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Yee-Haw! Some major updates are coming to Texas Telemedicine Laws

legislationTelehealthTexasmedical boards • 1 min read • Aug 2, 2017 12:00:00 AM • Written by: Dana Lerch

Texas has notoriously been one of the strictest states in regards to telemedicine, with telemedicine laws that are far more restricting than the majority of states. Things are changing, however, and a new telemedicine law titled SB 1107 outlined new guidelines for how telemedicine can operate in the state of Texas. On July 17, 2017 the Telemedicine Stakeholder Group met on the topic of this new law and discussed how it could be implemented.

The main topic of discussion regarding SB 1107 was the stark contrast between it and the current telemedicine regulations outlined by the Texas Medical Board (TMB). In order to reconcile the two, certain aspects of the TMB’s existing telemedicine regulations would need to be edited, but it was unsure what they would do with aspects that did not conflict with TMB’s existing regulations. Some significant proposed changes to the TMB rules are listed below:

Removal of Patient Site Presenter – Currently under TMB’s rules, a patient would have to be physically located in the presence of an agent of the physician during the telemedicine encounter. This was removed in the new proposed regulations.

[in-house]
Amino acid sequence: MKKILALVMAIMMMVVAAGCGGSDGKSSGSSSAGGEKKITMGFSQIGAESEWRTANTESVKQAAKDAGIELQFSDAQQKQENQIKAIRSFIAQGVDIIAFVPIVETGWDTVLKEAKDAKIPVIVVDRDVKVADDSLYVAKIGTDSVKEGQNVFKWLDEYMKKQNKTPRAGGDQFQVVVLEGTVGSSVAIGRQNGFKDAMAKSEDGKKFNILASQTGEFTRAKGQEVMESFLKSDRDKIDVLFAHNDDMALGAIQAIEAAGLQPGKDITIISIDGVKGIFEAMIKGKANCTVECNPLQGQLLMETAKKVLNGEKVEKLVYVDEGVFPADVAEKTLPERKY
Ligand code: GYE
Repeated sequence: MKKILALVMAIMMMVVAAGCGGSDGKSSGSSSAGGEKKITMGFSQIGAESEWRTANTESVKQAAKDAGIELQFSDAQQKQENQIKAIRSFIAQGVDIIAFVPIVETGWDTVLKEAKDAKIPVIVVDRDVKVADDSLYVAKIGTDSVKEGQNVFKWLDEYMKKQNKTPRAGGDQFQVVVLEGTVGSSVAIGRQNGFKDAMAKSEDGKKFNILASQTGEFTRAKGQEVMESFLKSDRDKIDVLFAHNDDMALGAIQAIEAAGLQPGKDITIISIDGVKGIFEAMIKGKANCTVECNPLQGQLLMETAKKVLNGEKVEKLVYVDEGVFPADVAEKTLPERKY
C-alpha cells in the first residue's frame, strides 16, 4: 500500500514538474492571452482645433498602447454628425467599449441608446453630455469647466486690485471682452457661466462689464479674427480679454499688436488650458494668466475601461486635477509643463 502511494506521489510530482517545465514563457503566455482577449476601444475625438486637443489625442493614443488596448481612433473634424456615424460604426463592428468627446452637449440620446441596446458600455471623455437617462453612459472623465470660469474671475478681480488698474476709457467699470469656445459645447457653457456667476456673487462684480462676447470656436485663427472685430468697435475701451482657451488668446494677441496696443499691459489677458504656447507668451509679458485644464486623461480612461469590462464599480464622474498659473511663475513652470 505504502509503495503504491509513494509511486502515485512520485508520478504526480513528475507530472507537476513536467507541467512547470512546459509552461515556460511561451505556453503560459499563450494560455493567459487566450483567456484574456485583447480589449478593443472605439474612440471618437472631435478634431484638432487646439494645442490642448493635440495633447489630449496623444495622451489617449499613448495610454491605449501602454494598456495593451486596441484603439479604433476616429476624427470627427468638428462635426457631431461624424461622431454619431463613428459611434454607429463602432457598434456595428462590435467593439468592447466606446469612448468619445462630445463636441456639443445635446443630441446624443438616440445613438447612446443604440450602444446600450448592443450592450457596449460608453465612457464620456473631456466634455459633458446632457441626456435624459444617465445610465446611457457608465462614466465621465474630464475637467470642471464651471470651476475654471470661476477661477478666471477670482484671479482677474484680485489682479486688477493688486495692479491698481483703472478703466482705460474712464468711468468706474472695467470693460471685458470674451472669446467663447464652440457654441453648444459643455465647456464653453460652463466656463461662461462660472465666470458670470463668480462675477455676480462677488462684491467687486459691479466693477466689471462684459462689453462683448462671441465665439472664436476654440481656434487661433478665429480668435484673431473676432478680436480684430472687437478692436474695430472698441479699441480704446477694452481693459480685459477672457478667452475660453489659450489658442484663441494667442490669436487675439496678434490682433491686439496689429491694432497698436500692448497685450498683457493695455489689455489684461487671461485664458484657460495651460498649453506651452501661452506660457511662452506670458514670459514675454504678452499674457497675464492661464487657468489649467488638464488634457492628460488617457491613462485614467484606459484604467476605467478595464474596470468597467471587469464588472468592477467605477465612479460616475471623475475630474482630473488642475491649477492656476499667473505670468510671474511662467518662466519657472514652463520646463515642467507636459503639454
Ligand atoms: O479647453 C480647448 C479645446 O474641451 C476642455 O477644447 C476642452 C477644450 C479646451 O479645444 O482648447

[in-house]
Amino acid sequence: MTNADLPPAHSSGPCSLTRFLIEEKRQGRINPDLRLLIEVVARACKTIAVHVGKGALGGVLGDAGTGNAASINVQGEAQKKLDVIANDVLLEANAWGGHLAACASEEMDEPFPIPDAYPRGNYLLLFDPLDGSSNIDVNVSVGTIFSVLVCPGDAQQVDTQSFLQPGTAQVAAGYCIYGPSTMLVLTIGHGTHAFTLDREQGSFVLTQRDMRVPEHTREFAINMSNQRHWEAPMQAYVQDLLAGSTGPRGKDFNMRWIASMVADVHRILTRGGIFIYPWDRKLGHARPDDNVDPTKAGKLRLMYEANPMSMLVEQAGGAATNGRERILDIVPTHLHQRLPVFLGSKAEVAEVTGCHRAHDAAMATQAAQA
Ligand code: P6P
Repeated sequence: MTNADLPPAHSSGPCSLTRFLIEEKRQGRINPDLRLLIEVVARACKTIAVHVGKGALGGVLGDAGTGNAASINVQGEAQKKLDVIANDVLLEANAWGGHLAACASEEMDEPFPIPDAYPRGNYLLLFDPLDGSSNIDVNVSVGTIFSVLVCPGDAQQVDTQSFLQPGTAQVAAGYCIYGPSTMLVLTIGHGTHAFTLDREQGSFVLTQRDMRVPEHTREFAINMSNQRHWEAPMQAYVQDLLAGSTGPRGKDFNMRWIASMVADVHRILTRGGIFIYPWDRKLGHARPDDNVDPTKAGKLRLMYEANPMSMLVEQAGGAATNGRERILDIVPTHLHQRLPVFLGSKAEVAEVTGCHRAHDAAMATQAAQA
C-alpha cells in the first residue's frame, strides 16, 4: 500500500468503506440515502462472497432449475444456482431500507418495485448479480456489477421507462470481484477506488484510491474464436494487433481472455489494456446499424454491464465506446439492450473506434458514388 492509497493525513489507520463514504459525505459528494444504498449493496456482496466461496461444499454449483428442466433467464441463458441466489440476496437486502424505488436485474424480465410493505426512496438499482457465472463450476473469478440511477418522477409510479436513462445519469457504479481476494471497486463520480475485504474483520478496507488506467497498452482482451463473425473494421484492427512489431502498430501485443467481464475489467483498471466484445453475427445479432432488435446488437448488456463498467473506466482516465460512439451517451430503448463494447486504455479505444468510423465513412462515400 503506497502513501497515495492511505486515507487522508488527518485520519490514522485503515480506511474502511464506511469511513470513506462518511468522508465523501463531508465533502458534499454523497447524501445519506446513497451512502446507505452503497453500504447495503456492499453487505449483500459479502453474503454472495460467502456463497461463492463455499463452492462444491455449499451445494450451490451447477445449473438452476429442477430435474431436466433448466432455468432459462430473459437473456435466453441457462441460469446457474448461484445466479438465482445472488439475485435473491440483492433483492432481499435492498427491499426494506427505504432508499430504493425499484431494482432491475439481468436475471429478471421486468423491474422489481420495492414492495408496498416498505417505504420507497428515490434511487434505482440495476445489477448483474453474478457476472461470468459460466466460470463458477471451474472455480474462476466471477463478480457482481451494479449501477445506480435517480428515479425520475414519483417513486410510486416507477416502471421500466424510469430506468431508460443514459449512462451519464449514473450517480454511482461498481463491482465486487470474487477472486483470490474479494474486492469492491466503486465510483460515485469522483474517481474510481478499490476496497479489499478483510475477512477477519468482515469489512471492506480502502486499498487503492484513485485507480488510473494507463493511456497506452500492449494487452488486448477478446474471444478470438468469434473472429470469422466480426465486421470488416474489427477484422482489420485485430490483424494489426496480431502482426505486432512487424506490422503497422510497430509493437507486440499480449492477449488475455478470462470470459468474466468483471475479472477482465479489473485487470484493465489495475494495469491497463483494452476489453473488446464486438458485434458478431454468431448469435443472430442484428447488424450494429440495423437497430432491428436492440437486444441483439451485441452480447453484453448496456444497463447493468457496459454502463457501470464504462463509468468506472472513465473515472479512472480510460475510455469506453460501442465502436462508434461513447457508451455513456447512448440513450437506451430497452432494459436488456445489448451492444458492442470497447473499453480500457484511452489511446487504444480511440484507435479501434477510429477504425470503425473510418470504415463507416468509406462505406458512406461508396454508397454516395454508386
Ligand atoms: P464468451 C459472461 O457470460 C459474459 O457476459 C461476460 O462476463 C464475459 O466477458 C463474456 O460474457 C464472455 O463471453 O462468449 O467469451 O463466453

Annual in-person Physical Examination Requirement – Any provider that would like to see a patient via telemedicine, previously, would have had to see the patient in-person, within the year, in order to do so. The new regulations remove this requirement, making telemedicine easier to access for patients.

Live Video-Feed Requirement – TMB’s proposed telemedicine rules also removes the live video feed requirement, which was previously in place even if live video was not required to meet the relevant standard of care, making telemedicine more convenient and easier to use, especially for rural populations where internet speeds can be slower.

While these are not yet published and will not be adopted for many months, they do provide a good structure for telemedicine consultations in Texas and suggest that Texas is on the right track to establishing reasonable telemedicine regulations moving forward.

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Dana Lerch